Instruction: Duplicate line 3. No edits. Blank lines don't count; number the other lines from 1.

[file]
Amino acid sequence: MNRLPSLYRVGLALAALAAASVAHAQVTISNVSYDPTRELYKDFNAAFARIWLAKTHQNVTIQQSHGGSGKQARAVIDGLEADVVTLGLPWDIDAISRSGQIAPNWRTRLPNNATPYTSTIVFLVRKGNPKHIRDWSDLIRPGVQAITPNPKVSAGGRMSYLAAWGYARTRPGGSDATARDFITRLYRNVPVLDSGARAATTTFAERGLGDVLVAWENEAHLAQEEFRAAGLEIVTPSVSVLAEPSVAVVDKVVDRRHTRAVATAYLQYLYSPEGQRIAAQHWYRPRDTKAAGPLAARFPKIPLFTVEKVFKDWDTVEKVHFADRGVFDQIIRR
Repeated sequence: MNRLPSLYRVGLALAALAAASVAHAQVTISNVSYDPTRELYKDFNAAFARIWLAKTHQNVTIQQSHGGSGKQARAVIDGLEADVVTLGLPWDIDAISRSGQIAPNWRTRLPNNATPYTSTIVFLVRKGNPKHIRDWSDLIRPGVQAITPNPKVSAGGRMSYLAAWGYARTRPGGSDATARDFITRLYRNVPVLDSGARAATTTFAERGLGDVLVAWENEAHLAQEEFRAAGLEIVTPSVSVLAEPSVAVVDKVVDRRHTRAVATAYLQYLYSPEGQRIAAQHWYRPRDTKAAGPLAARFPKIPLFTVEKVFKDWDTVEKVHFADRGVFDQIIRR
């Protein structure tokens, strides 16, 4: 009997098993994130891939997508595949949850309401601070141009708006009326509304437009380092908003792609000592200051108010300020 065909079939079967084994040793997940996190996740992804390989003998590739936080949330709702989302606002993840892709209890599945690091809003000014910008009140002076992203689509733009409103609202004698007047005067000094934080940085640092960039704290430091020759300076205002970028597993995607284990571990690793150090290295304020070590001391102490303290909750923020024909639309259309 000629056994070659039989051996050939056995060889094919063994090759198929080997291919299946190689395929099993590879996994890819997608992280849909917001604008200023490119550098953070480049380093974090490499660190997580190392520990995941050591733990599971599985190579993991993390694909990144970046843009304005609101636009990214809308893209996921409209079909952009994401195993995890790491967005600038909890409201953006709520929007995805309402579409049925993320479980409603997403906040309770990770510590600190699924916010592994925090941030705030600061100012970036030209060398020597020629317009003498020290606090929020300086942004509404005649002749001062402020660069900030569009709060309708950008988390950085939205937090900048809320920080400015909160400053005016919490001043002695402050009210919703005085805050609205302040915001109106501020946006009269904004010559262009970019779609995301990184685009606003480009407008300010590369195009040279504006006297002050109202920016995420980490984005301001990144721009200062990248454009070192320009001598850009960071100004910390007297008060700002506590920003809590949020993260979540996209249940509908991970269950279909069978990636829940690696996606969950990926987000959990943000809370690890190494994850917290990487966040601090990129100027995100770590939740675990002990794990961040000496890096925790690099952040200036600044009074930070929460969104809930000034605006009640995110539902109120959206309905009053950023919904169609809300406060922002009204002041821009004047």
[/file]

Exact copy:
């Protein structure tokens, strides 16, 4: 009997098993994130891939997508595949949850309401601070141009708006009326509304437009380092908003792609000592200051108010300020 065909079939079967084994040793997940996190996740992804390989003998590739936080949330709702989302606002993840892709209890599945690091809003000014910008009140002076992203689509733009409103609202004698007047005067000094934080940085640092960039704290430091020759300076205002970028597993995607284990571990690793150090290295304020070590001391102490303290909750923020024909639309259309 000629056994070659039989051996050939056995060889094919063994090759198929080997291919299946190689395929099993590879996994890819997608992280849909917001604008200023490119550098953070480049380093974090490499660190997580190392520990995941050591733990599971599985190579993991993390694909990144970046843009304005609101636009990214809308893209996921409209079909952009994401195993995890790491967005600038909890409201953006709520929007995805309402579409049925993320479980409603997403906040309770990770510590600190699924916010592994925090941030705030600061100012970036030209060398020597020629317009003498020290606090929020300086942004509404005649002749001062402020660069900030569009709060309708950008988390950085939205937090900048809320920080400015909160400053005016919490001043002695402050009210919703005085805050609205302040915001109106501020946006009269904004010559262009970019779609995301990184685009606003480009407008300010590369195009040279504006006297002050109202920016995420980490984005301001990144721009200062990248454009070192320009001598850009960071100004910390007297008060700002506590920003809590949020993260979540996209249940509908991970269950279909069978990636829940690696996606969950990926987000959990943000809370690890190494994850917290990487966040601090990129100027995100770590939740675990002990794990961040000496890096925790690099952040200036600044009074930070929460969104809930000034605006009640995110539902109120959206309905009053950023919904169609809300406060922002009204002041821009004047």